seabirds.jpgThe Bay Area is heavenly for birdwatchers and nature-lovers and when it comes to loud as hell breeding colonies of birds, we’re top-notch and varied. We’ve got Pt. Reyes, the Marin Headlands, the Farallon Islands, and Devil’s Slide Rock, which makes up the Gulf of the Farallones.

But the Seabird Protection Network urges all of you who are seeking fun on the coasts to please, please leave the birds alone: they’re just not fans of guests.

Unsurprisingly, seabirds spend most of their time at sea but rest, nest, and raise their kids on shore. Colonies of several hundred thousand may form adjacent to fish-rich ocean waters that also attract fishermen, boaters, pilots, birdwatchers and other wildlife enthusiasts.

Seabirds will neglect their young if disturbed repeatedly, and may abandon a colony altogether, Mary Jane Schramm, spokesperson for the National Oceanic and Atmospheric Administration Office of National Marine Sanctuaries says.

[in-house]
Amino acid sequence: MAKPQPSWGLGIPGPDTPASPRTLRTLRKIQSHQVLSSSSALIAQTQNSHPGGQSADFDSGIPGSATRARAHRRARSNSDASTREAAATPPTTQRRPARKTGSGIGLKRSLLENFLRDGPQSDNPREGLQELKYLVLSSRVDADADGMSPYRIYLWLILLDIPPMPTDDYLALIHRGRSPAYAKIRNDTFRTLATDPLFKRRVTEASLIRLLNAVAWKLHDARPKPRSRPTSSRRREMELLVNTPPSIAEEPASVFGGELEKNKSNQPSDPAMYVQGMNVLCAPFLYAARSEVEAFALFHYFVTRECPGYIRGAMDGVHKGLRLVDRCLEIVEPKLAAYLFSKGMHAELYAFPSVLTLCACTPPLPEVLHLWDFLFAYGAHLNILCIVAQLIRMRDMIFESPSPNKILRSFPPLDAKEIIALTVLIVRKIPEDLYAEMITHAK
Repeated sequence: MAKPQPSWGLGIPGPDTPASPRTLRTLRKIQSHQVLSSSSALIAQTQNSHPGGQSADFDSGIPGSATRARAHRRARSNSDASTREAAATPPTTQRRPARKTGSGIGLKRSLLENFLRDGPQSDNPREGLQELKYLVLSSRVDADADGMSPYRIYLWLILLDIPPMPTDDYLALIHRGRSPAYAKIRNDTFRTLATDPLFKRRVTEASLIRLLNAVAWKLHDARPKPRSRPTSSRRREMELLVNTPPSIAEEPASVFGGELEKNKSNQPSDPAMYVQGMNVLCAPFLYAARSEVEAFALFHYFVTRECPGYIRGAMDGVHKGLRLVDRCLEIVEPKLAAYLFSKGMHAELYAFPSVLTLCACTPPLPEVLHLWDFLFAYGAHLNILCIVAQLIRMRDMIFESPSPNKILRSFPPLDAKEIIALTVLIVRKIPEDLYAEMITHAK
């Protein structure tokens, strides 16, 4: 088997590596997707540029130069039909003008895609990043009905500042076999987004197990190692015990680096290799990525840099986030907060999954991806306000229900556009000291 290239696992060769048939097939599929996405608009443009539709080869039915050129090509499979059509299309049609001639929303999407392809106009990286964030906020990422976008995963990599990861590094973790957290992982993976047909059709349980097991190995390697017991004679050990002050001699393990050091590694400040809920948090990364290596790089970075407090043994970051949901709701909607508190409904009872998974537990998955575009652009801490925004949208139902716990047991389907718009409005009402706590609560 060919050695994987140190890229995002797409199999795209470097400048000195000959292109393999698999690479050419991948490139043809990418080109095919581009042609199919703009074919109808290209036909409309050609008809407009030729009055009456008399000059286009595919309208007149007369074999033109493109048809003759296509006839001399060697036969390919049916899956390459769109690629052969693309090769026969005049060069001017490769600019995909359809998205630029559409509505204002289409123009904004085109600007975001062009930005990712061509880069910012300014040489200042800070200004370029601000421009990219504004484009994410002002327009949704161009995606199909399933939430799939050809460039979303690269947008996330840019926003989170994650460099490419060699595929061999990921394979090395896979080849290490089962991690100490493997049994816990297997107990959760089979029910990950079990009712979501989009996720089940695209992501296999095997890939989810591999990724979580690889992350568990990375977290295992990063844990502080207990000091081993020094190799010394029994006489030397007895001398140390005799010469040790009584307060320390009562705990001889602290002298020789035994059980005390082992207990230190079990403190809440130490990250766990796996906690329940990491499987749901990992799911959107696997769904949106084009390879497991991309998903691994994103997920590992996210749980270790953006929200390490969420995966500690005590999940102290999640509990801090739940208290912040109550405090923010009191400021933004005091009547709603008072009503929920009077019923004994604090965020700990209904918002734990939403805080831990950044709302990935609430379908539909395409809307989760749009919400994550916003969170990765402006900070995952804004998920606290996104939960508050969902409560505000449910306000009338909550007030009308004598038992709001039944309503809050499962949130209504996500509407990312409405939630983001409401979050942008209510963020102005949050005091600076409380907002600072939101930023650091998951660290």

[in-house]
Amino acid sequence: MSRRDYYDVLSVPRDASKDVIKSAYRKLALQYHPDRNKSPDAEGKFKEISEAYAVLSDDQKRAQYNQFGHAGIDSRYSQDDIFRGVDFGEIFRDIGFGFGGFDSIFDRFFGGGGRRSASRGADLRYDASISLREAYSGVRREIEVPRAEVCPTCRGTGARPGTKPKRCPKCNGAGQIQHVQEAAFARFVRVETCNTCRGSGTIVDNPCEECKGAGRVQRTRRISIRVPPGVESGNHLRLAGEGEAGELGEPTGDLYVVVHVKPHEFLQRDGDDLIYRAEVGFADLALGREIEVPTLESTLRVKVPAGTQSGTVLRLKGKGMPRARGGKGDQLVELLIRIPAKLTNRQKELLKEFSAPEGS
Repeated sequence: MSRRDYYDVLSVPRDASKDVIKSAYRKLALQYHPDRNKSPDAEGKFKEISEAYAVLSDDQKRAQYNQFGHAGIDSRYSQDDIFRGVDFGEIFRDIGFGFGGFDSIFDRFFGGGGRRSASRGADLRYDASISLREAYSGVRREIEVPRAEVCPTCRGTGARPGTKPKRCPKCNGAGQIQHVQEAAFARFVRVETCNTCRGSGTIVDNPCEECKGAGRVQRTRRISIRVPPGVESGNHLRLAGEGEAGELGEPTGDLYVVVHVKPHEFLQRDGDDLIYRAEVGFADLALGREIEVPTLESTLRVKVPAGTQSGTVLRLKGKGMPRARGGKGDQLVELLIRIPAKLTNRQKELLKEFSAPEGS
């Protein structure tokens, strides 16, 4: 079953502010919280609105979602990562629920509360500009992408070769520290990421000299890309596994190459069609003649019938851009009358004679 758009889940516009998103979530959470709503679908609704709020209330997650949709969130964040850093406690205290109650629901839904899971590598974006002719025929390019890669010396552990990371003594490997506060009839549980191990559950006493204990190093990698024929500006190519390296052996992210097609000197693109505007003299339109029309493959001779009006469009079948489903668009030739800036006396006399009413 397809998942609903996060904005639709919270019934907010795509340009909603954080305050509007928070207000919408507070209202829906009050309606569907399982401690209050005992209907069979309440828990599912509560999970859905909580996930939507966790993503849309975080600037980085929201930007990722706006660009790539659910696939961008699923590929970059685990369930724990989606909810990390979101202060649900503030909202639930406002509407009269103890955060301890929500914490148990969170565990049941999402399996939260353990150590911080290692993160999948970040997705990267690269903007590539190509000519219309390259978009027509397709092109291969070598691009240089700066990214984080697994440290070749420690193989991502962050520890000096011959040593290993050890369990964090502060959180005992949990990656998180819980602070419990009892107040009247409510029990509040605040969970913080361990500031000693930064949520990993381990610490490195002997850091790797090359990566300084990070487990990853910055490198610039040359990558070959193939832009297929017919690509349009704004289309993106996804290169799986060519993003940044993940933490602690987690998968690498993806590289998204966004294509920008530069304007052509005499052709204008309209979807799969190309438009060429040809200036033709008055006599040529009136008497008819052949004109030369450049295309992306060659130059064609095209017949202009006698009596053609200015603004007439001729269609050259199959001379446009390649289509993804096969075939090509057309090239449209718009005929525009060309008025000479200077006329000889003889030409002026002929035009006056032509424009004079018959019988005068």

Disturbances to seabirds during breeding season (happening now!) can also dislodge eggs and chicks from nest sites, allow predators access to eggs and chicks, lead to deaths when eggs and chicks are exposed to heat and cold, and cause chicks to drown when they are forced to leave the nest too soon. Do you want that on your conscience? I didn’t think so.

Not sure how to act around coastal birds? The sanctuary has information and tips for seabird dos and don’ts available.

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the author

Always in motion. April Siese writes about music, takes photos at shows, and even helps put them on behind the scenes as a stagehand. She's written everything from hard news to beauty features, as well as fiction and poetry. She most definitely likes pie.

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